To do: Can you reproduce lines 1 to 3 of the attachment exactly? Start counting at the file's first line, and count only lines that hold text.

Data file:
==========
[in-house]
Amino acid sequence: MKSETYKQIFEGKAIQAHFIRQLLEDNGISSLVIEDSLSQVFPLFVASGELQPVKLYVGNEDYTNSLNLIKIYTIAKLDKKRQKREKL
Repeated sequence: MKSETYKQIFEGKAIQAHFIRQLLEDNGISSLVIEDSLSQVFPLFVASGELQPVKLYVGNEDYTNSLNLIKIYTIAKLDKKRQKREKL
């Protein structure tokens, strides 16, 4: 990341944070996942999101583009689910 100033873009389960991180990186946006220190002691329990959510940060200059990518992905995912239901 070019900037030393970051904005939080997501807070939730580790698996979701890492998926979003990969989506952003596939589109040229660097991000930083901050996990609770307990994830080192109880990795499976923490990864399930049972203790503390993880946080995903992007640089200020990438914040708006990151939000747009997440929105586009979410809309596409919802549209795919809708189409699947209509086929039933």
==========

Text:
[in-house]
Amino acid sequence: MKSETYKQIFEGKAIQAHFIRQLLEDNGISSLVIEDSLSQVFPLFVASGELQPVKLYVGNEDYTNSLNLIKIYTIAKLDKKRQKREKL
Repeated sequence: MKSETYKQIFEGKAIQAHFIRQLLEDNGISSLVIEDSLSQVFPLFVASGELQPVKLYVGNEDYTNSLNLIKIYTIAKLDKKRQKREKL